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Intermediate Jet Trainer has cleared a major milestone, says HAL chief

Aircraft needs another two years of testing after which it will be ready for induction, says HAL chief

In an important milestone, the Intermediate Jet Trainer (IJT), designed and developed by the Hindustan Aeronautics Limited (HAL) for stage-II training of Indian Air Force (IAF) pilots, has successfully demonstrated the capability to carry out six turn spins, displaying an important requirement for the platform. The aircraft will require another two years of testing after which it will be ready for induction, said R. Madhavan, Chief Managing Director, HAL.

“The IJT needs another two years of testing. There were some major modifications done in the aircraft. So all the earlier tests have to be repeated and demonstrated in the new configuration,” Mr. Madhavan said. “If the requirement [from the IAF] comes within that time, we can roll out immediately,” he stated.

With this, the HAL would have the entire range of trainer aircraft — HTT-40 Basic Trainer Aircraft (BTA), the IJT, Hawk Advanced Jet Trainer (AJT) and the Lead-in Fighter Trainer (LIFT) being conceptualised based on the Light Combat Aircraft (LCA) Tejas twin seat trainer aircraft, Mr. Madhavan noted.

Halted in 2016

The IJT, meant to replace the ageing Kirans of the IAF fleet, had earlier completed demonstration of capabilities in terms of altitude and speed envelope, load factor, satisfactory stall characteristics and limited armament capability as required by the IAF. However, the programme came to a halt in 2016 and flight testing resumed in April 2019.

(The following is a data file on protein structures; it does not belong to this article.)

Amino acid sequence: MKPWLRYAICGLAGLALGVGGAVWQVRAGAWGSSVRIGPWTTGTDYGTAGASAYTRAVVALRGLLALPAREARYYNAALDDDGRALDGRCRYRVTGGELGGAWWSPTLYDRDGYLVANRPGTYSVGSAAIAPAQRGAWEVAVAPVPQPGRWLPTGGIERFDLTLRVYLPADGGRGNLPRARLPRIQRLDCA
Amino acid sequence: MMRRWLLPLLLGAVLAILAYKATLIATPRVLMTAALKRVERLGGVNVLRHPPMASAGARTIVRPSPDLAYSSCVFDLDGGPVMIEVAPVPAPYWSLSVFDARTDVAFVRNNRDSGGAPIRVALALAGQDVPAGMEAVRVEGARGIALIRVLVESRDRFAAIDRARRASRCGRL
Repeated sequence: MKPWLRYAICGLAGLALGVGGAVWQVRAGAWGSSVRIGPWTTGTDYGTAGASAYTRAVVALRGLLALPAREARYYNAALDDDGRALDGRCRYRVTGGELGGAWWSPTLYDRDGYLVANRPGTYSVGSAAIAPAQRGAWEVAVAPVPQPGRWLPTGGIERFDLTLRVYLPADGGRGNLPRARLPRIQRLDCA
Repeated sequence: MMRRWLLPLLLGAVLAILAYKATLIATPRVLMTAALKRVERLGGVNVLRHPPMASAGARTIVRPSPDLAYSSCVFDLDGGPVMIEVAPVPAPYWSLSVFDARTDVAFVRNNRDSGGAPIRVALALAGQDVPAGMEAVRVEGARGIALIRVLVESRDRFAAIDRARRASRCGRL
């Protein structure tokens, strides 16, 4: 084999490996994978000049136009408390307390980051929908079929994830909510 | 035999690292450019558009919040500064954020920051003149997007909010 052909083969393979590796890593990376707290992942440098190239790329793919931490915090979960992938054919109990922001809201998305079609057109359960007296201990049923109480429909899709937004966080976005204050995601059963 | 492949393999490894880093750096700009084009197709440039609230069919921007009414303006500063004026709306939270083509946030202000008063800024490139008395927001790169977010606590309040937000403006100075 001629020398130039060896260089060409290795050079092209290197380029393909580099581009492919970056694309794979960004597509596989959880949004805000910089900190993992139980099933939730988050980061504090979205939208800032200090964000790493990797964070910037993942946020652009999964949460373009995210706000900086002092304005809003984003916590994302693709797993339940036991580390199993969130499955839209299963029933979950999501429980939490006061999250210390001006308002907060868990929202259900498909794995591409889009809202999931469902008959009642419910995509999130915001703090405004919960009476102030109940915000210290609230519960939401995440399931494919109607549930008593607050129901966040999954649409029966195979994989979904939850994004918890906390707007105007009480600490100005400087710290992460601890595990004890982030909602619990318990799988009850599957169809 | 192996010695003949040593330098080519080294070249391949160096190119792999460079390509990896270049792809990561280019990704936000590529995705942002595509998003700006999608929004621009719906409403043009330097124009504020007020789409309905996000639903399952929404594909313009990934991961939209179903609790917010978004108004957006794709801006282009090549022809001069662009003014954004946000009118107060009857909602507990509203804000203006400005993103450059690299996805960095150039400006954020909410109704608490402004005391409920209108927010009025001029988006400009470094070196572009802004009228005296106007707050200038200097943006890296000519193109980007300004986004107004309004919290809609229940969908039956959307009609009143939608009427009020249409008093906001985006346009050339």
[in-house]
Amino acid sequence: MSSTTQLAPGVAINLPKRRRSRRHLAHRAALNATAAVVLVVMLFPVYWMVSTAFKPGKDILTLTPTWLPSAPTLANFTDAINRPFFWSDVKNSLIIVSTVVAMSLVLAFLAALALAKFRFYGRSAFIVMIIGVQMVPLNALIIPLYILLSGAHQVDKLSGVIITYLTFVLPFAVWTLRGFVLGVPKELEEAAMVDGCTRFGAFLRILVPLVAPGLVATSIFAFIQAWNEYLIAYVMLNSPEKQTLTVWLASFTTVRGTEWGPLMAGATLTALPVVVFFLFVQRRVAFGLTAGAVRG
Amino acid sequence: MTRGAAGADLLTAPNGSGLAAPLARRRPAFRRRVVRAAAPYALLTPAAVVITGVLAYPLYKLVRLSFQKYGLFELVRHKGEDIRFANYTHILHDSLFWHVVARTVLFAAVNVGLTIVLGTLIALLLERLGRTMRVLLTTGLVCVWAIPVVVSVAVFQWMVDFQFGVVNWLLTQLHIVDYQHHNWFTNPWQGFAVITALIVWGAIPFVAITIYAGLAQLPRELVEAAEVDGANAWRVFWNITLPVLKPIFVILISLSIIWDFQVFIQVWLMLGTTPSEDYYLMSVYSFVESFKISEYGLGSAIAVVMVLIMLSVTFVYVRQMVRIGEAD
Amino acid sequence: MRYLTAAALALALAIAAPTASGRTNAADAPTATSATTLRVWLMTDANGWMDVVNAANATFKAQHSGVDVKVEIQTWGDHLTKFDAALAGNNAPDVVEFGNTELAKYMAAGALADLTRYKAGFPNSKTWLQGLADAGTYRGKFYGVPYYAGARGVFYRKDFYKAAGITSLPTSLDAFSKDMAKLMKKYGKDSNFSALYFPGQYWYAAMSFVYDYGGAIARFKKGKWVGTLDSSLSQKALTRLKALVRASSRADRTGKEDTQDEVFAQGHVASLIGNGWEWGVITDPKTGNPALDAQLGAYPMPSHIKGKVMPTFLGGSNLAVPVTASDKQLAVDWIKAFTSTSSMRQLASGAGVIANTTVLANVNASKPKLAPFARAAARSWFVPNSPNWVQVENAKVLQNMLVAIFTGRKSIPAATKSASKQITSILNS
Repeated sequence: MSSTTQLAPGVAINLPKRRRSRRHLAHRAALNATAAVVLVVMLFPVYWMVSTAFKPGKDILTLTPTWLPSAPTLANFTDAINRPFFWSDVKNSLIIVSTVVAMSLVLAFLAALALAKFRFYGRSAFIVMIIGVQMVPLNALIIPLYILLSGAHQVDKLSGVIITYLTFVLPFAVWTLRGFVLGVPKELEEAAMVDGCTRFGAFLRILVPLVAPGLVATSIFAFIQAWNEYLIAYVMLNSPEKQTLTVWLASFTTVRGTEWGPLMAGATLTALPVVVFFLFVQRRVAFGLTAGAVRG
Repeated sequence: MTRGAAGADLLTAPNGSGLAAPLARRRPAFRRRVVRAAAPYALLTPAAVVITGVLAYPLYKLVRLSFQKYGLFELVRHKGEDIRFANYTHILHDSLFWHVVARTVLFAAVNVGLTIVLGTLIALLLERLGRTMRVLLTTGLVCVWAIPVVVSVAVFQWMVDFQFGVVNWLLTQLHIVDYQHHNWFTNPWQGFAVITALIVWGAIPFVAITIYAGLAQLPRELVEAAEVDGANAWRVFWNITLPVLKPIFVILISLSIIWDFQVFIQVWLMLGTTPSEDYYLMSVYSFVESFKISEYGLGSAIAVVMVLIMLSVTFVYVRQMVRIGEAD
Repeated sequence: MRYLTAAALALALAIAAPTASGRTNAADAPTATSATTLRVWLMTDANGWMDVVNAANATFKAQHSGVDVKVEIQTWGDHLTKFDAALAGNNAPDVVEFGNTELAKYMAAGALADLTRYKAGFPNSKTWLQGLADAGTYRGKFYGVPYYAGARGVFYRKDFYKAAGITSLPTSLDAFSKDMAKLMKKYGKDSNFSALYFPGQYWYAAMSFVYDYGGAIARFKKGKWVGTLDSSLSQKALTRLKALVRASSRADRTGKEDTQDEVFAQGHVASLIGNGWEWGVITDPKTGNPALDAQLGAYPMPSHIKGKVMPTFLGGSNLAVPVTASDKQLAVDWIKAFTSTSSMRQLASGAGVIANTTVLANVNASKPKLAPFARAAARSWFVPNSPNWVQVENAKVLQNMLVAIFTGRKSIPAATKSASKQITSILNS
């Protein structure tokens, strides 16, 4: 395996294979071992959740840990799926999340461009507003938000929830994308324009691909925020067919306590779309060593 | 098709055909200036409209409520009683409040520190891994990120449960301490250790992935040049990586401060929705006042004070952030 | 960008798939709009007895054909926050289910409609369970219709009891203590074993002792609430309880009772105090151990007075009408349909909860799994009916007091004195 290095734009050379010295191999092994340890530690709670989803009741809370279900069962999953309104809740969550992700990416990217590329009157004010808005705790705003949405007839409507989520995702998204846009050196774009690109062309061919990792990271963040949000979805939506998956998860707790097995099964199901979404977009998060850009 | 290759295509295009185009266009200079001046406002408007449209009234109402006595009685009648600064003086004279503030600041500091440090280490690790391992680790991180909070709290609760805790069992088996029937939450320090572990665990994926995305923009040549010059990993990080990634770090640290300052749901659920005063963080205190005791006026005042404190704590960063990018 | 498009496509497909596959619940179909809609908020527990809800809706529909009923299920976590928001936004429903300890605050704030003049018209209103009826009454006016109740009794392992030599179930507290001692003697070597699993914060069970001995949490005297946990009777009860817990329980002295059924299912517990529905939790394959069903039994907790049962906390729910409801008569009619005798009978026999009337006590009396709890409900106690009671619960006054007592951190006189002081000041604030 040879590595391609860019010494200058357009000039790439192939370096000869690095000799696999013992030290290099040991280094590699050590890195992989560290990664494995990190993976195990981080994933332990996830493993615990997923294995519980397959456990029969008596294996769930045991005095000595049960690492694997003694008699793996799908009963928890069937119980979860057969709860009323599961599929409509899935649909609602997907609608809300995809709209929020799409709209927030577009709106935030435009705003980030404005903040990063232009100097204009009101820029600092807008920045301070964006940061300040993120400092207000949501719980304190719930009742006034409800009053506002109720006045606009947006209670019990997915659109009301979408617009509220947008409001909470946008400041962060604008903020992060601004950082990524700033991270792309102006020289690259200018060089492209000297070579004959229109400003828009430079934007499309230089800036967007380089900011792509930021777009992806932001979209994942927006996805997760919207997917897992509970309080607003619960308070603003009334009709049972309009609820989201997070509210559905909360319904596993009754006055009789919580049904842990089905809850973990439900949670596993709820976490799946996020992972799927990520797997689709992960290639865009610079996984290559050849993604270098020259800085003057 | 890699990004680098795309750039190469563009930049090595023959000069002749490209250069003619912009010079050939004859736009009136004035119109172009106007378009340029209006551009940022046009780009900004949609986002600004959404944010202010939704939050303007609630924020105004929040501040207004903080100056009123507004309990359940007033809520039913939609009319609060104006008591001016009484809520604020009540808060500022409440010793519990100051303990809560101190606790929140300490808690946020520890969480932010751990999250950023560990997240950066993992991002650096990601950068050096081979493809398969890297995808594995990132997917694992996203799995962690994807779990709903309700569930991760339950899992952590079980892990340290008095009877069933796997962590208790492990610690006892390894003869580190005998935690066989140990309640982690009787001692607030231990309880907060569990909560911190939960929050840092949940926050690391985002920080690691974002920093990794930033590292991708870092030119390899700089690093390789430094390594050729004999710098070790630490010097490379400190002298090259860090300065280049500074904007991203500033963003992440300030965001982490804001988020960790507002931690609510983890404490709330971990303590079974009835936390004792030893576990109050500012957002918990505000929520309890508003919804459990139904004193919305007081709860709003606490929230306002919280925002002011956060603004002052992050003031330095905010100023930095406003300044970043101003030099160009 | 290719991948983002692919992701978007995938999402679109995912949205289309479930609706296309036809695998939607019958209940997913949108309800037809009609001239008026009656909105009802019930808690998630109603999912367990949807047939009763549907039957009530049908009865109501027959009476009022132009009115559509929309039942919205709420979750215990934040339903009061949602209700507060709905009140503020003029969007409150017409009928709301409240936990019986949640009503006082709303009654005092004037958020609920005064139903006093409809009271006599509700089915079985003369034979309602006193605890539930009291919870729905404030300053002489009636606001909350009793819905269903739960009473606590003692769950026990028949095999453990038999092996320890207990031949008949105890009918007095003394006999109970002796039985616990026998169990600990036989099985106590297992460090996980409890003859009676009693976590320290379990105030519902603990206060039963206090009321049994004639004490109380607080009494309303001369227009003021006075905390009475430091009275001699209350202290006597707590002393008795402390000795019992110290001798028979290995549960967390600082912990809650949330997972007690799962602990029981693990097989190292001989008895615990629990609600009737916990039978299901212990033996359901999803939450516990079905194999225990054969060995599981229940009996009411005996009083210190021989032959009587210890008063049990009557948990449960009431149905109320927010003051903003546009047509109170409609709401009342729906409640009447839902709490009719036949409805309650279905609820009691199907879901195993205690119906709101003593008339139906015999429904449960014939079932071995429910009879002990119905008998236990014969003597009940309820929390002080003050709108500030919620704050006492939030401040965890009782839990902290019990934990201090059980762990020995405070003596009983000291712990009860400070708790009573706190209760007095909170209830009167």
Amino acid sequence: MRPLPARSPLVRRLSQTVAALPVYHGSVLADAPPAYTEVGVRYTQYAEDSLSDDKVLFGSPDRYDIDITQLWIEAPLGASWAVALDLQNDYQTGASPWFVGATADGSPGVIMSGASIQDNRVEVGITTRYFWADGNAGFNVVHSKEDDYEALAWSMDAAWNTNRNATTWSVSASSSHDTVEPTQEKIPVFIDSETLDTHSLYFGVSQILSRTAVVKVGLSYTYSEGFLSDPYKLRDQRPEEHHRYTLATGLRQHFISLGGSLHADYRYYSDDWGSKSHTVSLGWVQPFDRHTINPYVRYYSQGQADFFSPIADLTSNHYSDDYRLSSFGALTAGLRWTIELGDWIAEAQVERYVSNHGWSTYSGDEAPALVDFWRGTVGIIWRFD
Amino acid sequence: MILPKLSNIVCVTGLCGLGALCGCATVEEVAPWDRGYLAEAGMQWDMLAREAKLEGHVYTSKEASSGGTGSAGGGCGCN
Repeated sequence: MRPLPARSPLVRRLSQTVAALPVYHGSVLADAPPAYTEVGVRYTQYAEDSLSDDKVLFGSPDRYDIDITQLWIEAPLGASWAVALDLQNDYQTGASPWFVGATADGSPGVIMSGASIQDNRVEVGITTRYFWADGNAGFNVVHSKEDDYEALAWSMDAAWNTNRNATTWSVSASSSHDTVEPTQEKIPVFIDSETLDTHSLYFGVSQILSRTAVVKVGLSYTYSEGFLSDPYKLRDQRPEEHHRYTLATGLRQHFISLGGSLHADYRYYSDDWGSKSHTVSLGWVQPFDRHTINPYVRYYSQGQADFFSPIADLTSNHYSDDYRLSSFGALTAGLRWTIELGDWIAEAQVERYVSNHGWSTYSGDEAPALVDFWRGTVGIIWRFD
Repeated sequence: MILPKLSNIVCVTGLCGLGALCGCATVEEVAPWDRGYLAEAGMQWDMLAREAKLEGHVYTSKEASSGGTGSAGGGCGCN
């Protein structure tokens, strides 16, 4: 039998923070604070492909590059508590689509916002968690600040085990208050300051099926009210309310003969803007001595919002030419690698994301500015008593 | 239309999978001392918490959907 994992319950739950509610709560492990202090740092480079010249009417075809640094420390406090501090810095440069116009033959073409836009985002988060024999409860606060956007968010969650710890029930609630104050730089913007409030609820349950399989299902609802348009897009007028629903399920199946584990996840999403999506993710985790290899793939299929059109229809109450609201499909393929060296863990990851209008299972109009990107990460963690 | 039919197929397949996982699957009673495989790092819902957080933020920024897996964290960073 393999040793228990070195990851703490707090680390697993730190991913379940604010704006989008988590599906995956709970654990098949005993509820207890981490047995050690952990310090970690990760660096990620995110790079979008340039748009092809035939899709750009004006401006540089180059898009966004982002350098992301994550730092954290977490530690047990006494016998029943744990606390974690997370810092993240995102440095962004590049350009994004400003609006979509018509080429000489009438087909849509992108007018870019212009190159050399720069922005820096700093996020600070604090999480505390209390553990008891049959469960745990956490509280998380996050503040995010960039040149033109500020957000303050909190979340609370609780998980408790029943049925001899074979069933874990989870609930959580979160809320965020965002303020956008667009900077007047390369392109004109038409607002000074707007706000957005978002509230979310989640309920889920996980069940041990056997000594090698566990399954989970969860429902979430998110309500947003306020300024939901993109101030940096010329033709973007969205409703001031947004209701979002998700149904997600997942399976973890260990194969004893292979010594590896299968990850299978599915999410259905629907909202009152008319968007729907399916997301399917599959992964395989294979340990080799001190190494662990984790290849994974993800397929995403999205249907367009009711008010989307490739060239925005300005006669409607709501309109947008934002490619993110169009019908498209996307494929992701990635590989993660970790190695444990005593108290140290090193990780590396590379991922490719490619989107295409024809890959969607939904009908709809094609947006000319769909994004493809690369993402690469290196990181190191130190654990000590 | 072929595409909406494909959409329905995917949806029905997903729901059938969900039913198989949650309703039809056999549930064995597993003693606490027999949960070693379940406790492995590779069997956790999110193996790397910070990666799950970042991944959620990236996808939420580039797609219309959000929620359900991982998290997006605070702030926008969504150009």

The IJT programme came to a halt in 2016 after the aircraft “departed from controlled flight” and trials were resumed in April 2019 after major modifications to the aircraft with the HAL using its internal resources.

Subsequent to the temporary halting of flight tests in 2016, major modifications were undertaken such as shifting the vertical tail aft on the airframe and increasing the rudder area, and flight testing resumed in April 2019, a HAL statement said. “These modifications entailed the use of a new Anti-Spin Parachute system [ASPS] which is mandated for the safety of the aircraft and test crew during spin flight testing.”

The new ASPS was integrated into the aircraft in July 2020 and the successful streaming of the parachutes were demonstrated in September 2020.

The capability to enter and recover from spin is a necessity for a trainer aircraft to familiarise the trainee pilot to recognise departure from controlled flight and the actions required to recover from such situations. “Achieving satisfactory characteristics during spin and an assured recovery from spin form a part of very crucial flight tests due to its unpredictability,” the statement said.

Spin flight testing

Stating that spin flight testing is inherently a high risk manoeuvre and therefore progresses incrementally turn by turn, the HAL said due to the complex interplay of aerodynamic and inertia forces, the motion of the aircraft in spin was unpredictable and flight testing was the only way to assess the acceptability or otherwise of its characteristics.

On the HTT-40 BTA, the Defence Ministry has already approved the procurement of 106 HTT-40 and the IAF had issued the Request For Proposal (RFP) at Aero India 2021.

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